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How Chinese EV makers are slowly taking over the world

A red electric car on a spinning globe
Chinese EV players are expanding rapidly in developing markets like Brazil, Mexico, and Southeast Asia.iStock; Rebecca Zisser/BI
  • China's EV upstarts appear to be plotting world domination.

  • They are targeting developing markets like Brazil and Indonesia as the US and Europe impose tariffs.

  • Experts told BI that Western car giants run the risk of ceding the rest of the world to China.

When Ford closed its factory at Camaçari in the Brazilian state of Bahia in 2021, it ended a century of manufacturing in Brazil.

The Detroit automaker has always been closely associated with Brazil's car industry, the sixth largest in the world.

Now, Camaçari is under new management.

Chinese EV giant and Tesla rival BYD has swept into the huge complex and is transforming it into a manufacturing center for its electric cars to capitalize on surging demand for Chinese-made EVs in Brazil.

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It's a pattern being repeated all over the world. Chinese EV firms are expanding rapidly in developing markets like Brazil, Mexico, and Southeast Asia, even as governments in the US and Europe try to shut them out with tariffs and trade barriers.

Data compiled by technology intelligence firm ABI Research for Business Insider suggests that Chinese automakers already dominate many of these markets.

Chinese carmakers accounted for 88% of the EV market in Brazil and 70% in Thailand in Q1, according to ABI Research figures. BYD, alone, which is China's largest EV company, accounted for 71% and 45% of EV sales during that time in those respective markets.

The EV markets in many of these countries are small now, but they're growing rapidly.

That's a problem for legacy automakers like Ford and current combustion-vehicle market leaders like Toyota and Volkswagen, who may struggle to compete with Chinese players and risk being left behind as developing markets shift toward EVs.

This is because Chinese automakers are known for their ability to build electric cars for less than their foreign competitors.

Western governments are taking steps to protect their markets, with Joe Biden imposing sweeping tariffs on Chinese automakers and the EU passing its own measures.

But those barriers do little to protect legacy automakers in developing markets, with experts telling Business Insider they faced the prospect of being lapped by the Chinese upstarts.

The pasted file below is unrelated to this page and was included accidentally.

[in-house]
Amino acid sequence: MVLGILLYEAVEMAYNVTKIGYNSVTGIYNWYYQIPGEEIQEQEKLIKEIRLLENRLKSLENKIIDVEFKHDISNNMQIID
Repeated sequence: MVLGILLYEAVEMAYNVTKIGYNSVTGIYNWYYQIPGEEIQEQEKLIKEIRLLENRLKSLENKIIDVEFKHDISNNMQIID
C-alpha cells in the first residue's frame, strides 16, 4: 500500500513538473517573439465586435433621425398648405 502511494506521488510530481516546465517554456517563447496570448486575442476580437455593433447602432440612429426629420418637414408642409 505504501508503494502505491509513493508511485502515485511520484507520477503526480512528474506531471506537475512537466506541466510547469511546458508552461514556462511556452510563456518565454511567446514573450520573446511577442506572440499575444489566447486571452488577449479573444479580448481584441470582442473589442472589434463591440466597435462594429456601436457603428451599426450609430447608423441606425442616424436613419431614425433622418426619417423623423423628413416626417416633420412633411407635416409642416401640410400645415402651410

"By erecting a wall around the EU or the US, you're effectively ceding the rest of the world to China," Bill Russo, the CEO of Shanghai-based automotive strategy firm Automobility, told BI.

Joe Biden.
Joe Biden imposed 100% tariffs on China-made EVs in May.AP Photo/Susan Walsh

Sam Fiorani, vice president at consultancy AutoForecast Solutions, agreed, pointing out that the ability to build more affordable vehicles gave Chinese EV makers a crucial edge in many of these markets.

"A lot of these markets are underdeveloped, and the Chinese brands are bringing in relatively inexpensive vehicles, which is exactly what those countries need at the moment," he said.

Brazil

Chinese firms are already the EV market leaders in Brazil, and they appear set to capitalize on the rapidly growing market for electric vehicles in the country.

EV sales in Brazil were up 145% in the first three months of the year, according to the Brazilian Electric Vehicle Association, with BYD and rival Great Wall Motors leading the pack.

Like the US and EU, Brazil has imposed tariffs on all imported EVs, which are expected to hit 35% in 2026.

However, unlike the European and US governments, Brazilian President Luiz Inácio Lula da Silva has proven more open to China, offering incentives and financial support for foreign manufacturers willing to invest in green technology in Brazil.

Great Wall and BYD have both pledged to build factories in the country. BYD estimates that its Camaçari complex will be able to churn out 150,000 vehicles per year once it opens, while Great Wall's site near São Paulo could eventually produce 100,000 vehicles annually.

Business Insider contacted BYD for details on its expansion plans but didn't hear back.

Lula/BRICS
President of Brazil, Luiz Inacio Lula da Silva (L) arrives at Johannesburg for the 15th BRICS summit in South Africa on August 21, 2023.BRICS / Handout/Anadolu Agency via Getty Images